Grays Inn Road, WC1X Grays Inn Road is one of the streets of London in the WC1X postal area.
Great Percy Street, WC1X Great Percy Street is one of the streets of London in the WC1X postal area.
Gresham Street, EC2V Gresham Street is a location in London.
Guildhall North Wing, SE1 Guildhall North Wing is a location in London.
Hardwick Street, EC1R Hardwick Street is one of the streets of London in the EC1R postal area.
Inglebert Street, EC1R Inglebert Street is a road in the EC1R postcode area
Joseph Close, EC1R Joseph Close is a road in the N4 postcode area
Joseph Trotter Close, EC1R Joseph Trotter Close is one of the streets of London in the EC1R postal area.
King’s Cross Road, WC1X This is a street in the WC1X postcode area
Kings Cross Road, WC1X Kings Cross Road is one of the streets of London in the WC1X postal area.
Kingsway Place, EC1R Kingsway Place is one of the streets of London in the EC1R postal area.
Langton Close, WC1X Langton Close is a road in the WC1X postcode area
Lloyd Baker Street, WC1X Lloyd Baker Street is one of the streets of London in the WC1X postal area.
Lloyd Square, WC1X Lloyd Square is one of the streets of London in the WC1X postal area.
Lloyd Street, WC1X Lloyd Street is a road in the WC1X postcode area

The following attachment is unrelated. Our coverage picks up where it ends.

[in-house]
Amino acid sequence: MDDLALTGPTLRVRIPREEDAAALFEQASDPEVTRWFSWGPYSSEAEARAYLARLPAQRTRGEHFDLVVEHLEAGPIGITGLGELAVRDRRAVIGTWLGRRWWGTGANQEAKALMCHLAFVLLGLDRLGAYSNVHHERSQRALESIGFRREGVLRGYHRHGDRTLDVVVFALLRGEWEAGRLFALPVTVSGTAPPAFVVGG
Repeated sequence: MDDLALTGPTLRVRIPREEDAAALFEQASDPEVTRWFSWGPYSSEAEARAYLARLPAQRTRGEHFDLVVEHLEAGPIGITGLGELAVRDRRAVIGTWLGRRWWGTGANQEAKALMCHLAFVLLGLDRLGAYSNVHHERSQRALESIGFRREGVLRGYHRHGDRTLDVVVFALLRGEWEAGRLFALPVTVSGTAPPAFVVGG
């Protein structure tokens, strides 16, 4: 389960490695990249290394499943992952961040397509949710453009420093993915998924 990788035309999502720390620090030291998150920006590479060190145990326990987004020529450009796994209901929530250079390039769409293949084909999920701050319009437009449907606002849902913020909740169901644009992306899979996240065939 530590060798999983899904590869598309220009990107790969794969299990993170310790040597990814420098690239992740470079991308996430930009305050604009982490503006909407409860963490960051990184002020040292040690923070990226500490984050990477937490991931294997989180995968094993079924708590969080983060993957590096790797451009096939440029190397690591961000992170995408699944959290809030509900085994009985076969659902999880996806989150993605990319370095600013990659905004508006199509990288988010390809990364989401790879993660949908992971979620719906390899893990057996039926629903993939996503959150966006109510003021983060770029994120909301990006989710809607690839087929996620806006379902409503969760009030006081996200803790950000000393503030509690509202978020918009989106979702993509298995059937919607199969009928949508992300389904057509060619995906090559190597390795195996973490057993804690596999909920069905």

Lloyds Row, EC1R Lloyds Row is a road in the EC1R postcode area
Margery Street, WC1X Margery Street is one of the streets of London in the WC1X postal area.
Mecklenburgh Square, WC1N Mecklenburgh Square was originally laid out by S P Cockerell.
Meredith Street, EC1R Meredith Street is one of the streets of London in the EC1R postal area.
Merlin Street, EC1R Merlin Street runs west off Amwell Street.
Mount Pleasant, EC1R Mount Pleasant gained its ironic name in the 1730s after locals had begun to dump refuse there.
Mount Plesant, EC1R Mount Plesant is one of the streets of London in the WC1X postal area.
Myddelton Passage, EC1R Myddelton Passage is a road in the EC1R postcode area
Myddelton Square, EC1R Myddelton Square is named after Sir Hugh Myddelton (1560–1631), the founder of the New River Company, who developed the square.
Myddelton Street, EC1R Myddelton Street is one of the streets of London in the EC1R postal area.
Naoroji Street, WC1X Naoroji Street is one of the streets of London in the WC1X postal area.
Newington Close, EC1R This is a street in the EC1R postcode area
Northampton Road, EC1R Northampton Road is one of the streets of London in the EC1R postal area.
Northampton Square, EC1V Northampton Square is a square between Finsbury and Clerkenwell, located between Goswell Road and St John Street.
Owen’s Row, EC1V Owen’s Row is a road in the EC1V postcode area
Paget Street, EC1V Paget Street is one of the streets of London in the EC1V postal area.
Pakenham Street, WC1X Pakenham Street is one of the streets of London in the WC1X postal area.
Percival Street, EC1V Percival Street is one of the streets of London in the EC1V postal area.
Phoenix Place, EC3N Phoenix Place is one of the streets of London in the WC1X postal area.
Phoenix Place, WC1X Phoenix Place is a location in London.
PO Box 4, EC3N Phoenix Place is a road in the EC3N postcode area
PO Box 4, WC1X The Kings Cross Baptist Church is one of the streets of London in the WC1X postal area.
Prideaux Place, WC1X Prideaux Place is a road in the WC1X postcode area
Rawstorne Place, EC1V Rawstorne Place is one of the streets of London in the EC1V postal area.